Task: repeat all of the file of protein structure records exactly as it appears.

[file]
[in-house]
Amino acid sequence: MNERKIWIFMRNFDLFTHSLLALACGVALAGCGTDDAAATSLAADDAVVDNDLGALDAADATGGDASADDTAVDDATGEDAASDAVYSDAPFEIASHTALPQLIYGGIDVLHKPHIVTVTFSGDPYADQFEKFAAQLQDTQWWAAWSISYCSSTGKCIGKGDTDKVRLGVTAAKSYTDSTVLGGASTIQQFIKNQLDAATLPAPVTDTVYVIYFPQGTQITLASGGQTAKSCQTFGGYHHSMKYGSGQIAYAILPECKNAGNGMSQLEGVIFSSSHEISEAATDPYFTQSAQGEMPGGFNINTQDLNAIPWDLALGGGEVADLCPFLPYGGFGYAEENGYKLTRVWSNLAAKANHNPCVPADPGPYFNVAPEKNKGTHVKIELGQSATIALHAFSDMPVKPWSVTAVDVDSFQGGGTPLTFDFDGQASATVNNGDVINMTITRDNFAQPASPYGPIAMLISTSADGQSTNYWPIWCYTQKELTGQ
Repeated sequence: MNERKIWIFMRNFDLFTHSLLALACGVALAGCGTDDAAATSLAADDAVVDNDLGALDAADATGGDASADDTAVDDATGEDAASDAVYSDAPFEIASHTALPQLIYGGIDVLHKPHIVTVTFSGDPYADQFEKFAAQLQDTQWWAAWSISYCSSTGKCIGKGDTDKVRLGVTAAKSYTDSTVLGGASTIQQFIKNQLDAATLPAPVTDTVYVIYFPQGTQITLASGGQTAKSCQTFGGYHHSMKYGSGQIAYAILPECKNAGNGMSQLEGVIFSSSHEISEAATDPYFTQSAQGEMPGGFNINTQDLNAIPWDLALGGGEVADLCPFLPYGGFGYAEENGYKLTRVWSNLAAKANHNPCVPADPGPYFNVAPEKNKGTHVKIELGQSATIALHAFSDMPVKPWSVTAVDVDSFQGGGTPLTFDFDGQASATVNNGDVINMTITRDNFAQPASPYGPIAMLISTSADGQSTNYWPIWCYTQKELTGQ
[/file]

[in-house]
Amino acid sequence: MNERKIWIFMRNFDLFTHSLLALACGVALAGCGTDDAAATSLAADDAVVDNDLGALDAADATGGDASADDTAVDDATGEDAASDAVYSDAPFEIASHTALPQLIYGGIDVLHKPHIVTVTFSGDPYADQFEKFAAQLQDTQWWAAWSISYCSSTGKCIGKGDTDKVRLGVTAAKSYTDSTVLGGASTIQQFIKNQLDAATLPAPVTDTVYVIYFPQGTQITLASGGQTAKSCQTFGGYHHSMKYGSGQIAYAILPECKNAGNGMSQLEGVIFSSSHEISEAATDPYFTQSAQGEMPGGFNINTQDLNAIPWDLALGGGEVADLCPFLPYGGFGYAEENGYKLTRVWSNLAAKANHNPCVPADPGPYFNVAPEKNKGTHVKIELGQSATIALHAFSDMPVKPWSVTAVDVDSFQGGGTPLTFDFDGQASATVNNGDVINMTITRDNFAQPASPYGPIAMLISTSADGQSTNYWPIWCYTQKELTGQ
Repeated sequence: MNERKIWIFMRNFDLFTHSLLALACGVALAGCGTDDAAATSLAADDAVVDNDLGALDAADATGGDASADDTAVDDATGEDAASDAVYSDAPFEIASHTALPQLIYGGIDVLHKPHIVTVTFSGDPYADQFEKFAAQLQDTQWWAAWSISYCSSTGKCIGKGDTDKVRLGVTAAKSYTDSTVLGGASTIQQFIKNQLDAATLPAPVTDTVYVIYFPQGTQITLASGGQTAKSCQTFGGYHHSMKYGSGQIAYAILPECKNAGNGMSQLEGVIFSSSHEISEAATDPYFTQSAQGEMPGGFNINTQDLNAIPWDLALGGGEVADLCPFLPYGGFGYAEENGYKLTRVWSNLAAKANHNPCVPADPGPYFNVAPEKNKGTHVKIELGQSATIALHAFSDMPVKPWSVTAVDVDSFQGGGTPLTFDFDGQASATVNNGDVINMTITRDNFAQPASPYGPIAMLISTSADGQSTNYWPIWCYTQKELTGQ